How to divorce with dignity

Posted: Wednesday March 11 2020

By: Vanessa Fox

When a relationship runs its course, it is often hard to pinpoint the point of no return which will be different in every case. For some, the end is a note saying that the other partner has gone, for others it is a sudden moment of truth such as receiving a text message meant for someone else. Sadly it can also be a shocking, life changing event such as violent behaviour to a child or a partner. Happily there are circumstances where couples can candidly tell each other that it’s over – and they part amicably. At such a difficult period, maintaining your self-respect and sense of self is crucial – not only for you but for any children involved. Here are some salient ‘What NOT to do’ tips from my personal experience and the experience of my clients:

How to divorce with dignity

Don’t text your ex

Having made the decision to go your separate ways, avoid texting your former spouse or partner when you feel particularly vulnerable – or, worse still, have had a couple of drinks after a tough week. Be minimal and sensible about emailing and texting. If in doubt, don’t send them unless they are about purely practical matters. Texting or emailing your ex when you feel emotional can be detrimental to your future relationship and child arrangements.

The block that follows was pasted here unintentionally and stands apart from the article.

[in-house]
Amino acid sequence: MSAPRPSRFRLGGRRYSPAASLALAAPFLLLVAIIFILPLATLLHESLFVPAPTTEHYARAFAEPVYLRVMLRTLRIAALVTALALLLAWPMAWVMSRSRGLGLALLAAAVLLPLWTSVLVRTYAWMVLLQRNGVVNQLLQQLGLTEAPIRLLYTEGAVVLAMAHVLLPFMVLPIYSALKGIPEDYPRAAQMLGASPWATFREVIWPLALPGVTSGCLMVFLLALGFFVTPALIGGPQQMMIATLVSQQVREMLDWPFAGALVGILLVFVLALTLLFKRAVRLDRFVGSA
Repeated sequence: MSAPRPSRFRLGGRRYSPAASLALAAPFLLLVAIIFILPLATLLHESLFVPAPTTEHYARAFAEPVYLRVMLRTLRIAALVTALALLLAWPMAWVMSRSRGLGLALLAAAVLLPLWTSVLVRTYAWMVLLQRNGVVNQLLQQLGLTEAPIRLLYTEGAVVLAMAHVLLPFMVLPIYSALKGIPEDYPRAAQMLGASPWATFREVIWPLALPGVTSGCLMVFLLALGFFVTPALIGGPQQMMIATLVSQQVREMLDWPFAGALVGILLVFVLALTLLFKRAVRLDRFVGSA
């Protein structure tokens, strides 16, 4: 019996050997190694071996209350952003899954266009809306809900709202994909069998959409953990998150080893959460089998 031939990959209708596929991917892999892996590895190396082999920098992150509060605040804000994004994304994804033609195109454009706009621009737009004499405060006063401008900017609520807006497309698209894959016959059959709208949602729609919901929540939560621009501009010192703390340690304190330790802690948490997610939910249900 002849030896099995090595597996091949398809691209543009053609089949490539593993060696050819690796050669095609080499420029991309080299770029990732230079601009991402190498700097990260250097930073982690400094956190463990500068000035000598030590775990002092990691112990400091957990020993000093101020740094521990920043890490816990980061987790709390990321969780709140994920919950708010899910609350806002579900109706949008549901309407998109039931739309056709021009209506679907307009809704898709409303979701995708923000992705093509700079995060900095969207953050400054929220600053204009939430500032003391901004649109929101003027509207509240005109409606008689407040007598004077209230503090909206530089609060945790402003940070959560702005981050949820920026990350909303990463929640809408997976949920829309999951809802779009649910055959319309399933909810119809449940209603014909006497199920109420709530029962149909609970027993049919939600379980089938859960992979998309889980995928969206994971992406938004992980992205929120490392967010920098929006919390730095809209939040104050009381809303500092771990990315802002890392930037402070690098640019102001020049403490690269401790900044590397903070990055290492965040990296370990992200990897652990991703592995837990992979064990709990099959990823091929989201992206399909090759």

Don’t hold grudges

Ditch the grudges you have nursed through your time together. A wise comment is: “Bearing a grudge is like taking poison and expecting someone else to die.” You are only damaging your own soul by hanging onto grudges and will be happier without these weights around your neck.

Be assertive – not vengeful

I’m not advocating that you close your eyes to your ex-partner’s faults or allow them to take advantage of you. The key is to be assertive but not vengeful towards your ex – and try to avoid blame and negative comments. Tell them what works – and doesn’t work for you – as you both try to plan your lives post separation.

How to divorce with dignity – Don’t use children as a weapon

This is the worst possible scenario for the future wellbeing of any children involved. When letting your offspring know their parents are splitting up, jointly share the news with them. Remind them how much they are loved and valued by both of you – and how you will both be working together to ensure your offspring’s best interests come first.

Undergoing divorce can be traumatic, extremely challenging and emotionally exhausting – and staying true to yourself and your values is vital. Although things may be difficult for a while you will come out the other end and move forward with your life.

# Divorce with Dignity